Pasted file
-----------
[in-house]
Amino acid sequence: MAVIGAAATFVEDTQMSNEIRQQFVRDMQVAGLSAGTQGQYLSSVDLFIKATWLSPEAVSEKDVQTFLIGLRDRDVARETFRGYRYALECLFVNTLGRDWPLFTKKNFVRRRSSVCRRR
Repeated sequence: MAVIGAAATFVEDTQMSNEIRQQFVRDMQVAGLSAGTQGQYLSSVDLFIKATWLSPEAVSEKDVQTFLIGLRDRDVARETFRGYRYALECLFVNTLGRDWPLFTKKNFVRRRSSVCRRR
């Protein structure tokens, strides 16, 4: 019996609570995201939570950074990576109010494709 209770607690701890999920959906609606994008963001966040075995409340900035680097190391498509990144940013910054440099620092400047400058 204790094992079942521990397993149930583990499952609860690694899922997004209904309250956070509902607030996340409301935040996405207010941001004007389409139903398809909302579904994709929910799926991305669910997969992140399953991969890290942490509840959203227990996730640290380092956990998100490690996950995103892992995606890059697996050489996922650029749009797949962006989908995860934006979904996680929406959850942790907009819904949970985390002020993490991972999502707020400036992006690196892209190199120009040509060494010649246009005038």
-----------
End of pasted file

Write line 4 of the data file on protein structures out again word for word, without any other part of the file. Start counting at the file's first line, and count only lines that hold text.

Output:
């Protein structure tokens, strides 16, 4: 019996609570995201939570950074990576109010494709 209770607690701890999920959906609606994008963001966040075995409340900035680097190391498509990144940013910054440099620092400047400058 204790094992079942521990397993149930583990499952609860690694899922997004209904309250956070509902607030996340409301935040996405207010941001004007389409139903398809909302579904994709929910799926991305669910997969992140399953991969890290942490509840959203227990996730640290380092956990998100490690996950995103892992995606890059697996050489996922650029749009797949962006989908995860934006979904996680929406959850942790907009819904949970985390002020993490991972999502707020400036992006690196892209190199120009040509060494010649246009005038």